The letter was condemned by IndustriALL, which represents more than 50 million workers across 140 countries. The global union federation said Thursday that “workers at Mercedes’ plant in Alabama are facing union busting, with the employer spreading disinformation,” instead of a “free and fair process.”

On Monday, as voting kicked off, Mercedes texted its employees a link to a video of Tuscaloosa city councilor and reverend Matthew Wilson suggesting employees vote against unionizing.

Alabama state House Majority Leader Scott Stadthagen has called the UAW a “multi-level marketing scheme.” Gov. Kay Ivey signed a joint-statement with six other governors criticizing the union and, on Friday, said “Alabama is not Michigan, and we are not the Sweet Home to the UAW.”

Fain on Friday said “shame on them,” referring to the politicians that criticized the UAW, adding that they picked the side of companies and “corporate greed” over supporting workers.

An unprecedented effort

The UAW’s efforts in Mercedes marked its second attempt — in this campaign — to organize a plant in the American South, which is home to many “right to work” states and has been largely opposed to organized labor for decades.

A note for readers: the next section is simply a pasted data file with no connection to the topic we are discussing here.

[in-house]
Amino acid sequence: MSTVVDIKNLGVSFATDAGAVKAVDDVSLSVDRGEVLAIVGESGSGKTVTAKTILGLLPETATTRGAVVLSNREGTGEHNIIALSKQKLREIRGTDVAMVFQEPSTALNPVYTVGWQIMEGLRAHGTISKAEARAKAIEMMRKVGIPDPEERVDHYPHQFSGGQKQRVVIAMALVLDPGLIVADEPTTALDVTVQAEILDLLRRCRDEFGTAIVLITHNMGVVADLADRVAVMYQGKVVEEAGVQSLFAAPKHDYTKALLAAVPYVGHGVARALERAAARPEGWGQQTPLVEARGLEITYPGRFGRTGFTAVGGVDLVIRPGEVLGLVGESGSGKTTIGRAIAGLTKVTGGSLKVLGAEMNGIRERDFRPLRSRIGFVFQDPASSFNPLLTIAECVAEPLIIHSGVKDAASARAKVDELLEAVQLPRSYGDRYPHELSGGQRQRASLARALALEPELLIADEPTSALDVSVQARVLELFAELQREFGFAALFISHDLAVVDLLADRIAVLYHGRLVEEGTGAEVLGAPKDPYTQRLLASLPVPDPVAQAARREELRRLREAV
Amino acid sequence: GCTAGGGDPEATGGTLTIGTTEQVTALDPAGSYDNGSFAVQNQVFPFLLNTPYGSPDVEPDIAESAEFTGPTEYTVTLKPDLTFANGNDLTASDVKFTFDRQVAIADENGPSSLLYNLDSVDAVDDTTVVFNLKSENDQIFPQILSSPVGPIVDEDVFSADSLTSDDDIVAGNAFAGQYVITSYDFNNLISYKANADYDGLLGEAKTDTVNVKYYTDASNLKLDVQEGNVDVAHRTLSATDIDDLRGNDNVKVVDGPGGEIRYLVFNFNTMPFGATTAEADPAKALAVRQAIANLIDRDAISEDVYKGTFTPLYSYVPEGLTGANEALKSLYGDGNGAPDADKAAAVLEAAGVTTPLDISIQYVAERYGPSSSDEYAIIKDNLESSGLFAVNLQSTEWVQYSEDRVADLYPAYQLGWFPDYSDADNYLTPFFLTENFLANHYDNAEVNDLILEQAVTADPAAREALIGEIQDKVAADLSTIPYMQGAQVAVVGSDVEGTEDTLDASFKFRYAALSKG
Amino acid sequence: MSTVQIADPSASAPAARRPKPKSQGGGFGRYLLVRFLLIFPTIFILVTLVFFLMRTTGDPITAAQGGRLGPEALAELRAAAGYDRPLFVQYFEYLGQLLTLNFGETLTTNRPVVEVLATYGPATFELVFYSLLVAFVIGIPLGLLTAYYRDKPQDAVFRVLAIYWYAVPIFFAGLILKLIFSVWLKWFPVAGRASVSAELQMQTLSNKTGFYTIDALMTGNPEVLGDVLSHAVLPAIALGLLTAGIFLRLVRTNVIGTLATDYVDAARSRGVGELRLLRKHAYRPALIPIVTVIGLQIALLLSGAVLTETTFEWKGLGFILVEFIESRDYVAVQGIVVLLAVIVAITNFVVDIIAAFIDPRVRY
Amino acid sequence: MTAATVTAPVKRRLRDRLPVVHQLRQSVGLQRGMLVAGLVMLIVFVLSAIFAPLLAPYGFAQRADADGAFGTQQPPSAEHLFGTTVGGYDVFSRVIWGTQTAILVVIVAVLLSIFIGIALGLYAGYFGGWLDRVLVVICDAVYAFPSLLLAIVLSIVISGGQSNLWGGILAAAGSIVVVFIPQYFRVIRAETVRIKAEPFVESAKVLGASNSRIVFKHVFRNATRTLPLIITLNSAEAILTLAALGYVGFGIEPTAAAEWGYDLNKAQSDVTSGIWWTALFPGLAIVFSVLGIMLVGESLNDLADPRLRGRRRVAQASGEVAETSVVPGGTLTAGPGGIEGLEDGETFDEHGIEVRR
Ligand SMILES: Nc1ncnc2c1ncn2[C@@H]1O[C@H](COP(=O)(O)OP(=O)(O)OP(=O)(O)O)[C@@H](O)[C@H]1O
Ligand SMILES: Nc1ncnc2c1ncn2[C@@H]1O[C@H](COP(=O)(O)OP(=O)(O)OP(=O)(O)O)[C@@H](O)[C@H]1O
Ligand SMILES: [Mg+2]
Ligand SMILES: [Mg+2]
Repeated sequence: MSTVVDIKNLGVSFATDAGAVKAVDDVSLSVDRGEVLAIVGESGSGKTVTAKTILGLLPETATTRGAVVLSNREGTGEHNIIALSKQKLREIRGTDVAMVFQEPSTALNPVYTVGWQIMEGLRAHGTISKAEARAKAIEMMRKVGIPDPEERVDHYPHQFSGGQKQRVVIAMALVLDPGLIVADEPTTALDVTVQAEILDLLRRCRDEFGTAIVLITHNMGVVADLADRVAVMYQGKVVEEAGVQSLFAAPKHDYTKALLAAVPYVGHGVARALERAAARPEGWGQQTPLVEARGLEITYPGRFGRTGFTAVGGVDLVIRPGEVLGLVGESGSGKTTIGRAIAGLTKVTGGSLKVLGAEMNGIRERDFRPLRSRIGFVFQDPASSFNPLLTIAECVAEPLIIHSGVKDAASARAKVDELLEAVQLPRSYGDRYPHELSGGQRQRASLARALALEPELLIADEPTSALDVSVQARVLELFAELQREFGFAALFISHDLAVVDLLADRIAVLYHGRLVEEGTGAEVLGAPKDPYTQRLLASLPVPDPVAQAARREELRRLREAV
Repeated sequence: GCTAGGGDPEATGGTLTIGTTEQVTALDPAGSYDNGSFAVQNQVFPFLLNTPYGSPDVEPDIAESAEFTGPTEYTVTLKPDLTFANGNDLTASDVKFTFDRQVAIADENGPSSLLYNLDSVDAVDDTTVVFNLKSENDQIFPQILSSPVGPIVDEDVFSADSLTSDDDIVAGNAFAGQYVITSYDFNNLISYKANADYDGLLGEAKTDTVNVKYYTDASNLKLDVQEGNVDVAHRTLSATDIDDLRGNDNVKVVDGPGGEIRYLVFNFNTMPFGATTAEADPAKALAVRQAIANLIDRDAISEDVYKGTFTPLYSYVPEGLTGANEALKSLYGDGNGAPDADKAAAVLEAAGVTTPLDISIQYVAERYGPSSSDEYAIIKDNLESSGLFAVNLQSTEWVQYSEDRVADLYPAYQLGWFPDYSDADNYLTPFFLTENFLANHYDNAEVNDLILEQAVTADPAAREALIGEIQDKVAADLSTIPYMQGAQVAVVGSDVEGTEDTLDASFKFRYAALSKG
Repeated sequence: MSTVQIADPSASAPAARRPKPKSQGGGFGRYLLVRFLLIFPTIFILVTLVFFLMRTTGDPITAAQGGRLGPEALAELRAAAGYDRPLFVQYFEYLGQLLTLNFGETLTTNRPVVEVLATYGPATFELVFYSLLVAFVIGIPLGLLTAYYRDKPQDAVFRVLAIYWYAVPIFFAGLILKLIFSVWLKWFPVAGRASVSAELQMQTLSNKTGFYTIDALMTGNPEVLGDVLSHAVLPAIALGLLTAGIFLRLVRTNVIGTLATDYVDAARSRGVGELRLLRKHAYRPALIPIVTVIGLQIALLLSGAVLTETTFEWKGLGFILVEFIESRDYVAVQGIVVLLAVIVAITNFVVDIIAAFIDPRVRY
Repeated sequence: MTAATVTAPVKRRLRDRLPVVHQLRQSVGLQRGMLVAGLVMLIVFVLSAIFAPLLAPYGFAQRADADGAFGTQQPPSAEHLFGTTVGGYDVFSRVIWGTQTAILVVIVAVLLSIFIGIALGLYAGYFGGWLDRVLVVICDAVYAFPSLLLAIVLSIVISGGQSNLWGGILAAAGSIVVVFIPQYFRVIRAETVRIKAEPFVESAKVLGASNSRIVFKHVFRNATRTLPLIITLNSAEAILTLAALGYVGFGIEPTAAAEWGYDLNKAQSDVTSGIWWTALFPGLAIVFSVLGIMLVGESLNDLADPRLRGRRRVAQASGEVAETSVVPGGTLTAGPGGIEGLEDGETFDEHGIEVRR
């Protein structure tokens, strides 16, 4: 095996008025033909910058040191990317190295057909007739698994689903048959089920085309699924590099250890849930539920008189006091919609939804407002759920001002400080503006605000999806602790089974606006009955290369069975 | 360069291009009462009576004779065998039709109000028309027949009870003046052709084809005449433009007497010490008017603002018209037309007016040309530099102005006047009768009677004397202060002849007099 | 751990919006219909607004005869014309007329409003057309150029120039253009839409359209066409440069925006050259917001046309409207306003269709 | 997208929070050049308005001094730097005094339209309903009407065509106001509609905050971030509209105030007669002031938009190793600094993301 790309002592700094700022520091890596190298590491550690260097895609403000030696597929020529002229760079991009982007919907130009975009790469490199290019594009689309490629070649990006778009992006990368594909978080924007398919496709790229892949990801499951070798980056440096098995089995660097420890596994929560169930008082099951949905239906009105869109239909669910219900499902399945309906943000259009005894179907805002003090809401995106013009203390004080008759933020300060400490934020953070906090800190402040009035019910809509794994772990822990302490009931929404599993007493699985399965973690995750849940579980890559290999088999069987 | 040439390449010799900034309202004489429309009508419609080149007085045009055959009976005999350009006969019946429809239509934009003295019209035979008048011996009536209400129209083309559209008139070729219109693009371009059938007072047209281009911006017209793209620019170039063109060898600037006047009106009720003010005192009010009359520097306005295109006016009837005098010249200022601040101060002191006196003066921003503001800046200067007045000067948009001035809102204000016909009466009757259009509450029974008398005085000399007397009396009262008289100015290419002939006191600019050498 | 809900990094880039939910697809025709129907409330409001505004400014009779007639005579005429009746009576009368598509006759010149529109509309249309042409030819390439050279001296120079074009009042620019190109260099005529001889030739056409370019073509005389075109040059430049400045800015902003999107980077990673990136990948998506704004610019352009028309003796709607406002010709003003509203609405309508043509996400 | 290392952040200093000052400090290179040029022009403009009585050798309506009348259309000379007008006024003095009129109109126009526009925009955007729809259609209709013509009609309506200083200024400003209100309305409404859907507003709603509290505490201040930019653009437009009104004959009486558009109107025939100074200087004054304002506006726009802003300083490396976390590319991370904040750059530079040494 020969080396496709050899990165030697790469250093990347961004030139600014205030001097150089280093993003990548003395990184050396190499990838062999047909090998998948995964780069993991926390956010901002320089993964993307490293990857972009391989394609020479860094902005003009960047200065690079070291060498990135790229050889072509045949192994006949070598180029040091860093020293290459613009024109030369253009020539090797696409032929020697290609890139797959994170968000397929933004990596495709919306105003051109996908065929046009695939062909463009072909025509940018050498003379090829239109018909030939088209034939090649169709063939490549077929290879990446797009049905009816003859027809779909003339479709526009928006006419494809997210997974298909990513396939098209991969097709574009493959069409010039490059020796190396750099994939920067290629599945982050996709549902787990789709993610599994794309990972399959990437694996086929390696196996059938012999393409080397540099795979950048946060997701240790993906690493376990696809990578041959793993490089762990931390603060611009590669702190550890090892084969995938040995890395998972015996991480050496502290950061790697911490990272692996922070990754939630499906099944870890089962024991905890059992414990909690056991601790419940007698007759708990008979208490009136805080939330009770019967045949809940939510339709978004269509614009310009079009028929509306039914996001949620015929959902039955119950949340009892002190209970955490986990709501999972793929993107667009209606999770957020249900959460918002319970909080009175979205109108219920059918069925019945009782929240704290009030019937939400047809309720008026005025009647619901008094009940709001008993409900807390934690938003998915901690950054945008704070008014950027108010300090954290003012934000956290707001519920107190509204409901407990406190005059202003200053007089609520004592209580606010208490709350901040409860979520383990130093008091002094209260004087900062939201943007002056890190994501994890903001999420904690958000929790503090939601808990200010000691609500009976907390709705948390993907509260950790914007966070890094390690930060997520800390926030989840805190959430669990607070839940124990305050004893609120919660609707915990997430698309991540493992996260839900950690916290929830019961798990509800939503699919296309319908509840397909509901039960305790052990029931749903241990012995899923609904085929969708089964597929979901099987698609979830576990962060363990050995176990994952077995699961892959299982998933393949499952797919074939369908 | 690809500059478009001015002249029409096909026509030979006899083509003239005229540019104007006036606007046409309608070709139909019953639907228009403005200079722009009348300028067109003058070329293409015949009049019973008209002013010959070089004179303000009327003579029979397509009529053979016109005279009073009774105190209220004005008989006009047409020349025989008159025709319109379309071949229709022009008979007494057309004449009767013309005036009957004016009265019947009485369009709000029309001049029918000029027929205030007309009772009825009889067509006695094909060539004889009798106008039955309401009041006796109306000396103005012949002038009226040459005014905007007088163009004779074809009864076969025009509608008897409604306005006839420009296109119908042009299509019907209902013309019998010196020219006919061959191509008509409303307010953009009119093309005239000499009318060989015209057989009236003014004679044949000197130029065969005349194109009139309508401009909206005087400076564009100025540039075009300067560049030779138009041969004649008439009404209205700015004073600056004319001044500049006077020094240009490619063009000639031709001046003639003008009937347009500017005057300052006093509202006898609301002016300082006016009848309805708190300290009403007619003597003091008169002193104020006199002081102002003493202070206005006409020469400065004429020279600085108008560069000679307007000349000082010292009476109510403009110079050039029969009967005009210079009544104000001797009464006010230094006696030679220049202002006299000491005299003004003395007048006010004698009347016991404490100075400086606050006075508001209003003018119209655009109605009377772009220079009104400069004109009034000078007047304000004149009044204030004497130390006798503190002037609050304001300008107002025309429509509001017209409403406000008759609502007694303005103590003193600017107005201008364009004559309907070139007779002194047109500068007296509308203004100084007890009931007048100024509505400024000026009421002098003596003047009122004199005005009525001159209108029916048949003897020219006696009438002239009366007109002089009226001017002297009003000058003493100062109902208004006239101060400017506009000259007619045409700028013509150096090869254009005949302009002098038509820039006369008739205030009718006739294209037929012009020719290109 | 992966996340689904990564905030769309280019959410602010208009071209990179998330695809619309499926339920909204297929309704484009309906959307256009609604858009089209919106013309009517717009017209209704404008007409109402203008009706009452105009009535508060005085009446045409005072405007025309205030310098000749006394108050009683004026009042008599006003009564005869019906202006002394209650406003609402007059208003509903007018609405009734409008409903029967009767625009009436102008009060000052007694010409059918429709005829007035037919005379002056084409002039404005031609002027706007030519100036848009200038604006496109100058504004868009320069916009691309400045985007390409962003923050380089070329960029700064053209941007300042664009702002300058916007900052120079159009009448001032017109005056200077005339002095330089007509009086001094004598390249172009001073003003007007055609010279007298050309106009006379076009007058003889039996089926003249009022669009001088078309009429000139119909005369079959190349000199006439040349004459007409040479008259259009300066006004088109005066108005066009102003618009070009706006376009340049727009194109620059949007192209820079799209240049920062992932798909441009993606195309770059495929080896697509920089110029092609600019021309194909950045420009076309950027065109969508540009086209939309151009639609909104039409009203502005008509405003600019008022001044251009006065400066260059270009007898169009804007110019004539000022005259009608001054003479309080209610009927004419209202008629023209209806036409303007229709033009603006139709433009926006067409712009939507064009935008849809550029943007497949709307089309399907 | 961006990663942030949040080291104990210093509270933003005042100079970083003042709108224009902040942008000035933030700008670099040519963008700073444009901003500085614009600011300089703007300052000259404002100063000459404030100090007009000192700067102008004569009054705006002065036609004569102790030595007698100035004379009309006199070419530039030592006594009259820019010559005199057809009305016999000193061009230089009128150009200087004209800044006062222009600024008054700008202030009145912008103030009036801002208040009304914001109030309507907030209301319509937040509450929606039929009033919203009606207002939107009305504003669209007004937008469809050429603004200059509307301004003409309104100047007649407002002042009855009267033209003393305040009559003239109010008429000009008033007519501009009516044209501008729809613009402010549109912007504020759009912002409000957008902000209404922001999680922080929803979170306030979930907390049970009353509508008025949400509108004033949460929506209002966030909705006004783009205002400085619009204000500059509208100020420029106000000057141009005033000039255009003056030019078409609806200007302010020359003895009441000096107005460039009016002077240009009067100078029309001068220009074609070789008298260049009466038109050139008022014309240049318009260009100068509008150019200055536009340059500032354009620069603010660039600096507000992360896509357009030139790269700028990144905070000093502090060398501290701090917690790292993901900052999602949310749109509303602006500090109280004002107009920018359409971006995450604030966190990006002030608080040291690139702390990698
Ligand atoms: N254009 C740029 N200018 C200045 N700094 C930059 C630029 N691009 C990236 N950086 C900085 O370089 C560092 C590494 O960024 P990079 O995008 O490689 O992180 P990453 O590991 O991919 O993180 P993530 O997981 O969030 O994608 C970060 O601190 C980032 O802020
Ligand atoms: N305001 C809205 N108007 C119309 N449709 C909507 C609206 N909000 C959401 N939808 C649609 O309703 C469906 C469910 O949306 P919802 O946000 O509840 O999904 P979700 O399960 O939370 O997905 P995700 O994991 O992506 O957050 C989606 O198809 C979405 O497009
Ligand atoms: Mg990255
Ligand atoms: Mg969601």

Automakers in the region picked plants in rural areas, where unions aren’t traditionally popular, screened hires to exclude prospective employees who would be interested in joining a union, and hired temporary workers as a “buffer” if layoffs were necessary, according to Stephen Silvia, a professor at American University who wrote “The UAW’s Southern Gamble: Organizing Workers at Foreign-owned Vehicle Plants.”

Automakers also put up television monitors throughout the plants displaying anti-union messaging and donated to local churches, charities, and politicians important to the community.

Volkswagen last month became the the first conquered carmaker in the UAW’s push to organize all 14 auto companies with nonunion plants in the U.S. Workers at the company’s plant in Chattanooga, Tennessee, had voted down previous organizing pushes. But the UAW was confident it had built up enough support at the plant to make it a successful first push.

With workers at Mercedes voting against joining the UAW, the union has likely lost much of the momentum it built in recent months. It’s also the first major loss for Fain, who took office in March 2023.

The union has dedicated $40 million to organize workers at plants operated by Nissan, Hyundai Motor, Subaru, and Tesla. More than 10,000 workers have signed union cards in recent months, according to a UAW tally.

In the wake of a disappointing wrap to the UAW’s Tuscaloosa campaign, the union will likely be more cautious about filing for its next election. Fain on Friday told reporters that “workers make the decision” about filing for additional elections in Alabama and that the UAW plans to “keep on fighting” for workers.

The UAW is expected to pursue organizing at Toyota Motor’s engine plant in Missouri and hydrogen plant in Alabama. More than 30% of the workers at the Troy, Missouri, plant have already signed union cards.

The union may also look to Hyundai Motor Co.’s plant in Montgomery, Alabama, where it has won over more than 30% of workers. In December, the UAW filed unfair labor practice charges against Hyundai; the union has also filed charges against Honda Motor Co. and Volkswagen.